10 Outstanding Principals: Meet the 2015 Best in Education Prize Finalists

| Rich Tatum

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We here at TheBestSchools.org have been combing through the candidates for the Escalante–Gradillas $20,000 Prize for Best in Education and we are pleased to announce our 2015 top 10 finalists. The 2015 finalists are primary and secondary school administrators who demonstrate a wide range of gifts, experiences, and accomplishments. Every one of these leaders has proven his or her ability to overcome odds, rally the team, and cultivate educational success where weaker wills could not.

The finalists are listed here in alphabetic order.

The 2015 Best in Education Finalists

Daniel GeorgeCreative Technologies Academy

Daniel George Creative Technology AcademySuperintendent and School Leader
(Cedar Springs, MI)

Daniel George is a servant leader at Creative Technologies Academy (CTA), a charter school in Cedar Springs Michigan with about 300 students. Dan's experience in the business world (25 years) and as a basketball coach at a local college have molded his leadership style for teamwork, efficiency, and the work ethic to “keep getting better.” Yet, make no mistake, Mr. George's first love is not business, or basketball, it's education. His educational credentials include a BA in History and Teacher Certification from Hartwick College (Oneonta, NY) and an MA in Curriculum and Instruction from the College of Education at Michigan State University (East Lansing, MI). When Mr. George first arrived at Creative Technologies Academy, the school was facing a 50% student poverty rate (whose household income was at or below the poverty line), and the school was struggling in probationary status, barely maintaining accreditation. But before long, the school's state grades rose 31% and now CTA “exceeds expectations.” This was a marginal school that's now an academic leader.

Mr. George's methods emphasize leadership training and community engagement programs. For example, he has worked with his teachers and staff to develop leadership curriculum, emphasizing character, service learning, and college readiness. Effectively, this model empowers students to take responsibility for their community, actively apply their learning, and contribute to the overall health of their school. One spotlight for community engagement is “Coffee with Mr. George,” a monthly 7am open door gathering to chat about the school, its direction, and its role in the community. Dan's peers describe him as a man of strong moral fiber and integrity. In applying for this award, Dan couldn't help but commend his fellow administrators and educators as his team of sacrificial servants. Who wouldn't want to work hard with that kind of encouraging support?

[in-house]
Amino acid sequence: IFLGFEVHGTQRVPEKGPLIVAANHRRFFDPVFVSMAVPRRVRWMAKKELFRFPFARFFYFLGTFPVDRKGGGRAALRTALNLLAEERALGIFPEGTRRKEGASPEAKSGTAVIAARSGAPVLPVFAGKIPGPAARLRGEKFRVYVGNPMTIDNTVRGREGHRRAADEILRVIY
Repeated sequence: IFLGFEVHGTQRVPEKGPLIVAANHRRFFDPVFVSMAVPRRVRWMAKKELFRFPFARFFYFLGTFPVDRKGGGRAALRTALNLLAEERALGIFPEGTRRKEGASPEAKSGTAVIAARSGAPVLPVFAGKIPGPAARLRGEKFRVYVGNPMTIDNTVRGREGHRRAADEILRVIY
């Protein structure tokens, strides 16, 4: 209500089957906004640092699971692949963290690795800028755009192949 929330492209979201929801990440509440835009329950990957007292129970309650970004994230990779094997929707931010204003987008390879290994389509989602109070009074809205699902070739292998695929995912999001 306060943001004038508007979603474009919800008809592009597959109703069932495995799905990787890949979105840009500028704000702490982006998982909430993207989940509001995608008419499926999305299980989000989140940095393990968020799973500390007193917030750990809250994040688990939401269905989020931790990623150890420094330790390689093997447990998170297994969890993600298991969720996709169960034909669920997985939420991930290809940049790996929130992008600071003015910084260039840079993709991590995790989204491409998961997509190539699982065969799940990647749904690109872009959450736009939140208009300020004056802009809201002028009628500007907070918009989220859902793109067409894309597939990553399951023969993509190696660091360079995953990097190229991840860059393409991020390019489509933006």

Stacy R. Gill-PhillipsWest Philadelphia Charter Elementary School

Founder and Principal
(Philadelphia, PA)

Dr. Stacy R. Gill-Phillipps is no stranger to adversity. As principal at the West Philadelphia Charter Elementary School, she works in an urban setting, with a 98% African-American student body and a poverty rate of 95%. Combine these factors with statewide budget cuts, and newly intensified academic standards and you've get a recipe for failure – except it didn't fail. Through Dr. Gill-Phillipps's leadership, the school has maintained poise, dignity, and resilience—just like Gill-Phillipps herself. She has secured grants to help offset budget cuts, establish a community learning center, advance school improvement projects, and facilitate professional development (for teachers). She's also fostered community partnerships and introduced service learning activities with local charities. Dr. Gill-Phillips certainly knows how to “make more from less.”